Architecture and design aren’t restricted to the homes and offices in which we live and work. Color, texture, proportion and form all come into the design of a beautifully-plated dish.
“Rooted in Color” was inspired by 303’s April Design Issue. The plate is the foundation; the main structure is a checkerboard pattern of red and yellow beets. The fun of playing with food is the versatility of our medium. In this case, the beets could have been sliced and stacked into a tower, or julienned and piled into a haystack or molded into a round disc. It’s okay to play with your food and to find fun, creative ways to adorn your dinner plate.
For this recipe, carrot and mango juices, laced with garlic and ginger, are simmered to a syrup then drizzled onto the plate’s stark white canvas. This is where your artistic side can also shine. A palette of colors is hiding in your freezer. A bag of frozen peas or corn can be puréed with vegetable stock and drizzled under a light mound of mashed potatoes and topped with a pink salmon. You will be surprised at the art that is hiding in your kitchen cupboard, too. Be adventurous and explore.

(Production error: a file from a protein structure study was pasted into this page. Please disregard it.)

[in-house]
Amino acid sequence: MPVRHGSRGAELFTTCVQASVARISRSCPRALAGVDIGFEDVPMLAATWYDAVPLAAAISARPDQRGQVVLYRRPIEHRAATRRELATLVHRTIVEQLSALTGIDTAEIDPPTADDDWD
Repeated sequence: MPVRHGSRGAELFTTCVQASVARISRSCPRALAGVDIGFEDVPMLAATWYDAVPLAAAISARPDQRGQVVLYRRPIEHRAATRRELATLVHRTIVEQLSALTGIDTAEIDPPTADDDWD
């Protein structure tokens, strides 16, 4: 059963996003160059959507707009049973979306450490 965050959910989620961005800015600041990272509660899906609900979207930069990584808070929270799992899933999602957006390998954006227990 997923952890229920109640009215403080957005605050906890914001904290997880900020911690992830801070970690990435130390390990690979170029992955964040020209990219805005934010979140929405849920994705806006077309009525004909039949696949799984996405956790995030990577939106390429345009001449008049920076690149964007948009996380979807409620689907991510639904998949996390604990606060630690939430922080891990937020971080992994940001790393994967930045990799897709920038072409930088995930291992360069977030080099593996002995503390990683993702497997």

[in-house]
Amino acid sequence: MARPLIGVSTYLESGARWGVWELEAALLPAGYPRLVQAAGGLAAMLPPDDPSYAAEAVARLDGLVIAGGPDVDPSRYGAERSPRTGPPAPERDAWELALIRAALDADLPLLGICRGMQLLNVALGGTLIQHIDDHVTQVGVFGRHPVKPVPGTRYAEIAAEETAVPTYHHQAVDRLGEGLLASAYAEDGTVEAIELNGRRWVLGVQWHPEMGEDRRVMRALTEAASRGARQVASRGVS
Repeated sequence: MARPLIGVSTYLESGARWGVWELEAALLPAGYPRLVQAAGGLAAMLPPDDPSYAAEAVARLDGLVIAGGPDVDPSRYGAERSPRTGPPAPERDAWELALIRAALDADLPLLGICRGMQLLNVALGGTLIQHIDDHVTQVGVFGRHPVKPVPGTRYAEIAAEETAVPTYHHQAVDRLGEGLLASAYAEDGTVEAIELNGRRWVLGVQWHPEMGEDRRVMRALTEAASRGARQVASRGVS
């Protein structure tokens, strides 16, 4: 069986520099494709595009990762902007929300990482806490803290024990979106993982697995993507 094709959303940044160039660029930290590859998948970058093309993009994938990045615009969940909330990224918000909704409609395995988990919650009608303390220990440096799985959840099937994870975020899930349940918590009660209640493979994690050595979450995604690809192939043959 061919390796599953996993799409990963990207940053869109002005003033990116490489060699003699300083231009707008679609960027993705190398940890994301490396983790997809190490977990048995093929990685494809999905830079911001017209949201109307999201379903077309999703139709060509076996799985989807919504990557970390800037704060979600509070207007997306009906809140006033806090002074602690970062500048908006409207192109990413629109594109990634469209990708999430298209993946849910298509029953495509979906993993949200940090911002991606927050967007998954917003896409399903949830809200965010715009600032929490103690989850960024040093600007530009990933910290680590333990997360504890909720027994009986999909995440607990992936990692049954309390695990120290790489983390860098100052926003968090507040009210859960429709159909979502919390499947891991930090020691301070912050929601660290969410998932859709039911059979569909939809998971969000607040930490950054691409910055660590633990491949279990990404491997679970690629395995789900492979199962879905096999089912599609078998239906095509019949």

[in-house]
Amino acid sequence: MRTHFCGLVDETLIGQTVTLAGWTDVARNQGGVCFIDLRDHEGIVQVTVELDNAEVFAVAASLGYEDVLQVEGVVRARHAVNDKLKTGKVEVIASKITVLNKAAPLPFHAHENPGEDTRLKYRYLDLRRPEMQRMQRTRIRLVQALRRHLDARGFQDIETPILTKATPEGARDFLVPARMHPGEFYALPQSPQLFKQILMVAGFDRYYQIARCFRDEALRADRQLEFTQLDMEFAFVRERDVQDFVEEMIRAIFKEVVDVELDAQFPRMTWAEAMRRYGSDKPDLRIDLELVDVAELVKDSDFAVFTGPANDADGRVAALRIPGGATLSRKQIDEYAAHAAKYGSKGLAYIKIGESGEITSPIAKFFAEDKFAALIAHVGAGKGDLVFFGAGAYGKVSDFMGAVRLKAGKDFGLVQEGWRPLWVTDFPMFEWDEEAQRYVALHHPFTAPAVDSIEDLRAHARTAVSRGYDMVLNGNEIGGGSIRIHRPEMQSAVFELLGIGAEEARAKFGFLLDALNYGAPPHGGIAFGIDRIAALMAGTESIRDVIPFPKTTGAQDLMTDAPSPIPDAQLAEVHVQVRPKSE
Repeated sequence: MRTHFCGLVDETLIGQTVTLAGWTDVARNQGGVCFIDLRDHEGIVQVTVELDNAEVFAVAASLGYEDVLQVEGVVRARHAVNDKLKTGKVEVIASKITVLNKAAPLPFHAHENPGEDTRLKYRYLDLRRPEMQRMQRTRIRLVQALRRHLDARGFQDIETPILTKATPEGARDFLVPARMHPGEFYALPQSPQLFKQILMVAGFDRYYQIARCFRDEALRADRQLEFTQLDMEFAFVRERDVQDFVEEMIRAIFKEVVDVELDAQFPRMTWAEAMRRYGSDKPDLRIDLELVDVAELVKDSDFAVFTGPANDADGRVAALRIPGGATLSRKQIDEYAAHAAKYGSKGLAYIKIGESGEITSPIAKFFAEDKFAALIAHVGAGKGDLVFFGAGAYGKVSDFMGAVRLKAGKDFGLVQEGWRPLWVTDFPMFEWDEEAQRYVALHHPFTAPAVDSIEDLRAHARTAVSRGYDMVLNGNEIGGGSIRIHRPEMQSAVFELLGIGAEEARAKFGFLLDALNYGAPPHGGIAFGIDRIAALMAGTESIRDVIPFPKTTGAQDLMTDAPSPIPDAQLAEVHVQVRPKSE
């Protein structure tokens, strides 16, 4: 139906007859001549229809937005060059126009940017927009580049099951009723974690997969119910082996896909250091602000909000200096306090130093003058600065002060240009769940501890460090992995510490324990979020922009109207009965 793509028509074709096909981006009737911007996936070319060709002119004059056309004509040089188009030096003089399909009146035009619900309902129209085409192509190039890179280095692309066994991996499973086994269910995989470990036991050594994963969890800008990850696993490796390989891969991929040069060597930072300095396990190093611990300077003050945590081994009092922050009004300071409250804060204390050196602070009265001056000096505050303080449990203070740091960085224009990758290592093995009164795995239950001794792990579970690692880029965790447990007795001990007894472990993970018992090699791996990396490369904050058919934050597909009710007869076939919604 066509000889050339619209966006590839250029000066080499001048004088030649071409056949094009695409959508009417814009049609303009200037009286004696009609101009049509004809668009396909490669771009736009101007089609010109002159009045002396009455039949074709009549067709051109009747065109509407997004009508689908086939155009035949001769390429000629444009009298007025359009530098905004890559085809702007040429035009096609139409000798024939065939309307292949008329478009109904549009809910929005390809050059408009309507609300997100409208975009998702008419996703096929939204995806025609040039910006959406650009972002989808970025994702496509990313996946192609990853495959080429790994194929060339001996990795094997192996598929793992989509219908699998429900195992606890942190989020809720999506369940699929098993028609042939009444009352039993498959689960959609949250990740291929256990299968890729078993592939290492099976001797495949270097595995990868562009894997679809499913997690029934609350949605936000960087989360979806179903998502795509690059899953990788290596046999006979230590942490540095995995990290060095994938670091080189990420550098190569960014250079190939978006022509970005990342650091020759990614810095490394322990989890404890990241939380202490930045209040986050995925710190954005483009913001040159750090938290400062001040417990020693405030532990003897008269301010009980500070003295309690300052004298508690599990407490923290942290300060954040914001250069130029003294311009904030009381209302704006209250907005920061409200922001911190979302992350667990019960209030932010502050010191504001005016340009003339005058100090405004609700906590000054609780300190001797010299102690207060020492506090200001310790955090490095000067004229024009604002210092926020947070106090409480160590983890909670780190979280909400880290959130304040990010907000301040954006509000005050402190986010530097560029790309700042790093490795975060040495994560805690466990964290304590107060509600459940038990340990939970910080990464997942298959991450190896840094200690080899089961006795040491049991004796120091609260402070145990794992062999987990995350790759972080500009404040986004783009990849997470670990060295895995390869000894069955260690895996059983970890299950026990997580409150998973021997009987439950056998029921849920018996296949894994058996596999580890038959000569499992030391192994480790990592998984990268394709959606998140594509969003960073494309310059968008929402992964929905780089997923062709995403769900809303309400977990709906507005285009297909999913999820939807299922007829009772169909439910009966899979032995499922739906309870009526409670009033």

“Rooted in Color” has a complicated component in the building of the checkerboard. However, you do not need to go to that effort to enjoy this dish. A very simple option is to slice the beets and stack the alternating colors with a dollop of the chive cream in between. And don’t worry. You do not need to make your own carrot juice. These sauces are simple to prepare thanks to Bolthouse® Farms. They offer a nearly-full palette of colors with their natural juices. All you have to do is simmer them and infuse them with other ingredients such as lemon grass, ginger, or whatever else your imagination can muster.
You now have permission to play with your food.
For the complete recipe, go to “ROOTED IN COLOR”.
THE PATRICIAN PALETTE | MARK WOOLCOTT PHOTOGRAPHY